However, developmental scientist and mom Dorsa Amir has a bit of “anti-parenting advice” that help parents worry a little less about how they’re measuring up.

First and foremost—not everything has to be a learning opportunity. Honestly, this wisdom also applies to adults who feel the need to be consistently productive…raises hand while doing taxes and listening to a podcast on personal development
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A guy with road rage screaming out of his car.

A psychologist who’s an expert in narcissism has released a telling video that reveals one of the red flags of the disorder, being an erratic driver.

"Most people, when they tell the story backwards of a narcissistic relationship, are able to see the red flags very clearly,” Dr. Ramani said in her video. “However, seeing them forwards isn't hard. But if you see them too late, it means you've already been through the narcissistic relationship, you're devastated and have likely wasted a lot of time."

Dr. Ramani Durvasula is a licensed clinical psychologist in Los Angeles, Professor Emerita of Psychology at California State University and author of several books, including “Should I Stay or Should I Go: Surviving A Relationship with a Narcissist.”

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Man hailed 'Highway Hero' for running across four lanes of traffic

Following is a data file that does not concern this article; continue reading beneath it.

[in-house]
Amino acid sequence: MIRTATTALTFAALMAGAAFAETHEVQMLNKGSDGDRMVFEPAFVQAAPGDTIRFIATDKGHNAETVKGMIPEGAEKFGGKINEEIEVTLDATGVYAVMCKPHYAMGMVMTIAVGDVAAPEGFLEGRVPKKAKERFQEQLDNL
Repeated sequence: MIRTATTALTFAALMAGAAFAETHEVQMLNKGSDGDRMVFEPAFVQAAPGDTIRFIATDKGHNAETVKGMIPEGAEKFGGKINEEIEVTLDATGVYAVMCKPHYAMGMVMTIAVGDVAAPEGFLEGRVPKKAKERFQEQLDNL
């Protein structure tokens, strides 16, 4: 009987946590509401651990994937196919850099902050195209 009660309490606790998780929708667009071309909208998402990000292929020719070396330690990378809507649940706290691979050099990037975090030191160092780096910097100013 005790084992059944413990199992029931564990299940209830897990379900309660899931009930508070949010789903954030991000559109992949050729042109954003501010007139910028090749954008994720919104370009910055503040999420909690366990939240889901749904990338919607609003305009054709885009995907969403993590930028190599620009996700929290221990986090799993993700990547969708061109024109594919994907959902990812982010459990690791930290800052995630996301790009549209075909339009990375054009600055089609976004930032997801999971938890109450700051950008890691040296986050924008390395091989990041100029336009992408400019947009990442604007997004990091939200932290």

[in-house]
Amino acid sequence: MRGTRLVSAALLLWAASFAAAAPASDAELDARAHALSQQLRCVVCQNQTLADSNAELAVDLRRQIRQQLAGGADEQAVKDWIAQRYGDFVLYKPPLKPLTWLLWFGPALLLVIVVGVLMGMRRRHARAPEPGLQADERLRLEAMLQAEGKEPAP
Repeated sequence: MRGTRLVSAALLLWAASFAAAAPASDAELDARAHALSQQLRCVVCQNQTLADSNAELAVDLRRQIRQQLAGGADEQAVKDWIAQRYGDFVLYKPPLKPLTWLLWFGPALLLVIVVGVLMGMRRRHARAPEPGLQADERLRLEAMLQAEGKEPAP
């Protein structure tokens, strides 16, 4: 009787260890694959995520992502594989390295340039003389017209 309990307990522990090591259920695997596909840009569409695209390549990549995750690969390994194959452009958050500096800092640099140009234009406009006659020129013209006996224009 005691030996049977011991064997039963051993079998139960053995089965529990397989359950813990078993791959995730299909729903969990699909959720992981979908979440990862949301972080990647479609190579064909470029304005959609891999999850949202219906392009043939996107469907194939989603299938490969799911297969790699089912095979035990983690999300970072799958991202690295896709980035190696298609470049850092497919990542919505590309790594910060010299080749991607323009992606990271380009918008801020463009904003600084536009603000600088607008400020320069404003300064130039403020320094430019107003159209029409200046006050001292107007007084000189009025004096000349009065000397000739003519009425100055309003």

Holy cow, Bat Man! You're always supposed to be aware of other vehicles when you're driving but what do you do when you notice someone has lost consciousness while speeding down the highway?

It's a scenario that no one wants to see play out, but for Adolfo Molina, the scenario became reality and he didn't hesitate to spring into action. Molina was driving down the highway when he spotted a woman in a blue car who lost consciousness as her car careened down the shoulder of the highway. The concerned driver quickly pulled over in order to attempt to rescue the woman.

But there was a problem, he had to cross four lanes of traffic on the highway just to make it to the woman's still moving car. That obstacle didn't stop him. Molina sprinted across the highway, crossing right in front of a black pick up truck before running at full speed to attempt to open the woman's door and stop her car.